In selecting the individuals who “make our party what it is,” SRLC [Southern Republican Leadership Conference] chose Sen. David Vitter (R-LA) to kick off today’s events. Vitter, of course, is known for frequenting a Washington, D.C. and New Orleans prostitution service. The married father of four has led Senate efforts to pass a “Marriage Protection Amendment” and bring down ACORN. Today, right-wing activists rewarded Vitter with a standing ovation....Former Sen. Rick Santorum, who followed Vitter, lauded the “principled conservative leadership that David Vitter has shown in the United States Senate.”
First, the organization alleges, Justice Thomas falsified 20 years of judicial financial disclosure forms by denying that his wife had income sources;
second, he engaged in judicial corruption by receiving $100,000 in support from Citizens United during his nomination and then ruling in favor of Citizens United in 2010 without disclosing that fact or disqualifying himself;
and third, he apparently conspired with his wife in a form of "judicial insider trading" by providing her with information about the result of the Court's decision in Citizens United prior to its issuance, which she then used to launch a new company to take financial advantage of that decision to benefit her and her husband.
On Friday, May 27, 2011 [ding,ding,ding],
Clarence Thomas' [corrected] 2010 Financial Disclosure Forms were released showing that he had invested thousands of dollars in Liberty Consulting Inc. a lobbying and consulting firm founded by his wife to cater to the "tea party." The disclosure also revealed that his wife received "salary and benefits" from Liberty Consulting and Liberty Central.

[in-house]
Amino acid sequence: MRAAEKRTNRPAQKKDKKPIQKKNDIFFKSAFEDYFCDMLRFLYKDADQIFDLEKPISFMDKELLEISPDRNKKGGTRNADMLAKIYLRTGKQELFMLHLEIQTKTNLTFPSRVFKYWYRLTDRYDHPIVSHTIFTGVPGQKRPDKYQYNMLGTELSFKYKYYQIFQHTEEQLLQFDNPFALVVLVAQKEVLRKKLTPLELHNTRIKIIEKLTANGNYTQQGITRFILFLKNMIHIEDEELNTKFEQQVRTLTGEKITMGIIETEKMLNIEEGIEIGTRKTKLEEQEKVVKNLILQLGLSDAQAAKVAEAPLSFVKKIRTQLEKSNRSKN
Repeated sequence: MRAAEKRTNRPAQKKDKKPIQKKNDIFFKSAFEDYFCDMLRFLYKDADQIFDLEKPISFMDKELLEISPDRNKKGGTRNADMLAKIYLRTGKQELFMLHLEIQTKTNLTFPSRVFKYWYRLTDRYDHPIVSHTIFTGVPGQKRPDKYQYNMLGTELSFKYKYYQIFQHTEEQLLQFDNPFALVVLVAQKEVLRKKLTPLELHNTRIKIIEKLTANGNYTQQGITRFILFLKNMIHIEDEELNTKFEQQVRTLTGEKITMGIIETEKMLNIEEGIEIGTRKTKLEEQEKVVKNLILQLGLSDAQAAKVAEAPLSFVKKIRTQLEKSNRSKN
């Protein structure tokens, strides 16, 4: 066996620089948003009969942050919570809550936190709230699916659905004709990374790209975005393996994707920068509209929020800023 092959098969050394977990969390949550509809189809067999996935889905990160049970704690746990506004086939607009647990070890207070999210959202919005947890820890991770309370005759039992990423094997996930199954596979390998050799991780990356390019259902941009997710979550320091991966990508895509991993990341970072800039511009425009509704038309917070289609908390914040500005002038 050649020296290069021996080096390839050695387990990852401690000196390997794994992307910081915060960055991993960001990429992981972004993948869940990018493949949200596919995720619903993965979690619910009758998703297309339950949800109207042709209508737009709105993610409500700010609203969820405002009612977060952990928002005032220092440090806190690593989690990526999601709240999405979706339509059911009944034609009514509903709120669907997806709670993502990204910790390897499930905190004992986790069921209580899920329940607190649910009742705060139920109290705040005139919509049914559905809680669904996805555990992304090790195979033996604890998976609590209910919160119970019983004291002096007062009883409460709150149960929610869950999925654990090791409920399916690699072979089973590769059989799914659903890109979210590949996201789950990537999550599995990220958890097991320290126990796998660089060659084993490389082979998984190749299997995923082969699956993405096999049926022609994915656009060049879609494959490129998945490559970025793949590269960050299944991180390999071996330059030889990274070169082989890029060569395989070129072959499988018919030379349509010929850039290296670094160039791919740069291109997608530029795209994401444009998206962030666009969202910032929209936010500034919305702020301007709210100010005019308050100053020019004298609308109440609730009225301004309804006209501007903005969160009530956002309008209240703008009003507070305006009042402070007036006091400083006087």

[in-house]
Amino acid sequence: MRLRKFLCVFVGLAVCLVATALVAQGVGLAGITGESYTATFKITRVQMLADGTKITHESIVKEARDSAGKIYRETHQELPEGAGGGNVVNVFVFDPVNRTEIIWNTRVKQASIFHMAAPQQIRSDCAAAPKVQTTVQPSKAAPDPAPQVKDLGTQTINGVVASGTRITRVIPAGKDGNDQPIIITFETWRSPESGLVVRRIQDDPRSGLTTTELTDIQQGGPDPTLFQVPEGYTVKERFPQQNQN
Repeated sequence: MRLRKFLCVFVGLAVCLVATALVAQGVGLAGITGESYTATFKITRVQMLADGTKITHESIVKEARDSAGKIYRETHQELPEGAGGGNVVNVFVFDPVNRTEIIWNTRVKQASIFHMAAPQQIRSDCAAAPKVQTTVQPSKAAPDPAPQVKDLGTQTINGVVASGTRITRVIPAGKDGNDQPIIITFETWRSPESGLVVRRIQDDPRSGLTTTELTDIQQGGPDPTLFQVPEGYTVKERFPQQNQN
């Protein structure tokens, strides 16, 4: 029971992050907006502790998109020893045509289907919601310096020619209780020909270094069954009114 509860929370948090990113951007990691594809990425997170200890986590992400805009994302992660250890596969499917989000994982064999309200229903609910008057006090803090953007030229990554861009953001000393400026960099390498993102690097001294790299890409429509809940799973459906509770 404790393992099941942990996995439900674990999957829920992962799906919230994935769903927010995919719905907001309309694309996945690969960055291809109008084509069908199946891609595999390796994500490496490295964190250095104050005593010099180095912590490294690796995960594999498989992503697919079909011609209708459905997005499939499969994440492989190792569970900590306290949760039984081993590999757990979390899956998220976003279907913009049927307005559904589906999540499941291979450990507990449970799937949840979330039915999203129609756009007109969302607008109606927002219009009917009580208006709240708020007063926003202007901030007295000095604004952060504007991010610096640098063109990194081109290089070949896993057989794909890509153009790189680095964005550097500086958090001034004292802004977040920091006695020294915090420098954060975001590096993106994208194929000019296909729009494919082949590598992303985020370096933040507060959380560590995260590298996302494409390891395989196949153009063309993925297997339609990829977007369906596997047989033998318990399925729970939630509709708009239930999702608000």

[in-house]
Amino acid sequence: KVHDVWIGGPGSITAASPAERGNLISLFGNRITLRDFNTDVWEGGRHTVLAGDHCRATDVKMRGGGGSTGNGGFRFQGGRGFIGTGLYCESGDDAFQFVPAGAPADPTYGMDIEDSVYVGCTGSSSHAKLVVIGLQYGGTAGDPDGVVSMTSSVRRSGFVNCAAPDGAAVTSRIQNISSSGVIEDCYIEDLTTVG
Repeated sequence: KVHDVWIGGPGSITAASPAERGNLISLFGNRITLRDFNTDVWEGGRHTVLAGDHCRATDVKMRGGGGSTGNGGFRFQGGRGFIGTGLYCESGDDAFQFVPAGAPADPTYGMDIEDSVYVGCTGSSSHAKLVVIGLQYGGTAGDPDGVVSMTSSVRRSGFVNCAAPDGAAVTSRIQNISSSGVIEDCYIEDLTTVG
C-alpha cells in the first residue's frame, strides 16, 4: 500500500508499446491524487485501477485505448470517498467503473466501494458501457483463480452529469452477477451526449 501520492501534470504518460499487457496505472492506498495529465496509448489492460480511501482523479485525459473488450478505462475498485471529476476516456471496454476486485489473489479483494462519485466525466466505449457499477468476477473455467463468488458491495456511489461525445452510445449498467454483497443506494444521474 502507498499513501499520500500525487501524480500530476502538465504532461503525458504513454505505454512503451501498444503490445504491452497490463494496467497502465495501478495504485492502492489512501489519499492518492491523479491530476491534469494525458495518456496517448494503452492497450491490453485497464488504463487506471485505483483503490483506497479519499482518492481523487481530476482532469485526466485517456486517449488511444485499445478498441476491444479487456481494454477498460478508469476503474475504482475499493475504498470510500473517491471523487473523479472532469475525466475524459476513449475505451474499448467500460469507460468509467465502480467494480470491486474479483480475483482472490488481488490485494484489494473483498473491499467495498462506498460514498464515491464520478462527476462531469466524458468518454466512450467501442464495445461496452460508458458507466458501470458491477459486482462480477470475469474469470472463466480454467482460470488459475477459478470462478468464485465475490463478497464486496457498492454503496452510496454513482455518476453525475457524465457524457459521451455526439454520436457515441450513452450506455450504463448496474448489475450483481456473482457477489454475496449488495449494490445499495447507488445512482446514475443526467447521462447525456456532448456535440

Today [June 1, 2011], ProtectOurElections.org is calling on the DOJ's Public Integrity Section and the FBI to consider this new information in their investigation of Justice Thomas and his wife.
Like all federal judges, Thomas must file annual disclosure reports on his personal finances, but he had omitted details of his wife’s earnings in what he wrote was a “misunderstanding of the filing instructions.” He also had checked a box marking no spousal income.
Last week [Jan 2011], watchdog group Common Cause reported that none of the nearly $690,000 the Heritage Foundation said it had paid Ginni Thomas between 2003 and 2007 had been reported on Justice Thomas’s annual financial disclosure forms.
In a statement Monday, the group said did not believe Thomas’s explanation.
Until 1996, Thomas included his wife’s income on his disclosure forms.
Obama DOJ Civil Rights Division hiring more, smarter lawyers -- all with commitment to equal treatment under the law